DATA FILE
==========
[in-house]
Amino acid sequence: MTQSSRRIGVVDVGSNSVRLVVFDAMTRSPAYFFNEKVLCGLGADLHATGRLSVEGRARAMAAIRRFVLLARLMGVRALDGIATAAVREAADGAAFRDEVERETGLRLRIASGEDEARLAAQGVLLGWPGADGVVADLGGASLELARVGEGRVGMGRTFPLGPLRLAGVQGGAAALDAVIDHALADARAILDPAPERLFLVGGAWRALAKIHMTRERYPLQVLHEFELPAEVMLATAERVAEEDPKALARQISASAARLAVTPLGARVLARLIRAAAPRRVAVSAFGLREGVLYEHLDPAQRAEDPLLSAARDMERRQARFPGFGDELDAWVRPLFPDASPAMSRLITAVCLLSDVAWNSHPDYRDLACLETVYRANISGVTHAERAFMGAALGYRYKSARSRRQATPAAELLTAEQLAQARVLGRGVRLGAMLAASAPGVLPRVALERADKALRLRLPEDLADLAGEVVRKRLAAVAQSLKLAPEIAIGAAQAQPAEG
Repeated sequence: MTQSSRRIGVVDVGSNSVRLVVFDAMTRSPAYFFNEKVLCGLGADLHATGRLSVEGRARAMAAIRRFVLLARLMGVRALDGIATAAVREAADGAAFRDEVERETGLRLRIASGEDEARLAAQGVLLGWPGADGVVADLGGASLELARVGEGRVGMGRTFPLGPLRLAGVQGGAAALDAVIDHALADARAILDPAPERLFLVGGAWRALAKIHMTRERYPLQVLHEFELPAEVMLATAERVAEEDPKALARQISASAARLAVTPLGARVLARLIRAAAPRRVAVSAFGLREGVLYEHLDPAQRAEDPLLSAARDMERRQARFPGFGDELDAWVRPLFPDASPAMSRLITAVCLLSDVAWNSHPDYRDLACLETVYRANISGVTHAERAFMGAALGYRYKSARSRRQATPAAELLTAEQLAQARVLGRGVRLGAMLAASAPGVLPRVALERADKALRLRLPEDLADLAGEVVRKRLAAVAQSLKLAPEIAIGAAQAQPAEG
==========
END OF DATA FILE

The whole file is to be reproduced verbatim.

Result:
[in-house]
Amino acid sequence: MTQSSRRIGVVDVGSNSVRLVVFDAMTRSPAYFFNEKVLCGLGADLHATGRLSVEGRARAMAAIRRFVLLARLMGVRALDGIATAAVREAADGAAFRDEVERETGLRLRIASGEDEARLAAQGVLLGWPGADGVVADLGGASLELARVGEGRVGMGRTFPLGPLRLAGVQGGAAALDAVIDHALADARAILDPAPERLFLVGGAWRALAKIHMTRERYPLQVLHEFELPAEVMLATAERVAEEDPKALARQISASAARLAVTPLGARVLARLIRAAAPRRVAVSAFGLREGVLYEHLDPAQRAEDPLLSAARDMERRQARFPGFGDELDAWVRPLFPDASPAMSRLITAVCLLSDVAWNSHPDYRDLACLETVYRANISGVTHAERAFMGAALGYRYKSARSRRQATPAAELLTAEQLAQARVLGRGVRLGAMLAASAPGVLPRVALERADKALRLRLPEDLADLAGEVVRKRLAAVAQSLKLAPEIAIGAAQAQPAEG
Repeated sequence: MTQSSRRIGVVDVGSNSVRLVVFDAMTRSPAYFFNEKVLCGLGADLHATGRLSVEGRARAMAAIRRFVLLARLMGVRALDGIATAAVREAADGAAFRDEVERETGLRLRIASGEDEARLAAQGVLLGWPGADGVVADLGGASLELARVGEGRVGMGRTFPLGPLRLAGVQGGAAALDAVIDHALADARAILDPAPERLFLVGGAWRALAKIHMTRERYPLQVLHEFELPAEVMLATAERVAEEDPKALARQISASAARLAVTPLGARVLARLIRAAAPRRVAVSAFGLREGVLYEHLDPAQRAEDPLLSAARDMERRQARFPGFGDELDAWVRPLFPDASPAMSRLITAVCLLSDVAWNSHPDYRDLACLETVYRANISGVTHAERAFMGAALGYRYKSARSRRQATPAAELLTAEQLAQARVLGRGVRLGAMLAASAPGVLPRVALERADKALRLRLPEDLADLAGEVVRKRLAAVAQSLKLAPEIAIGAAQAQPAEG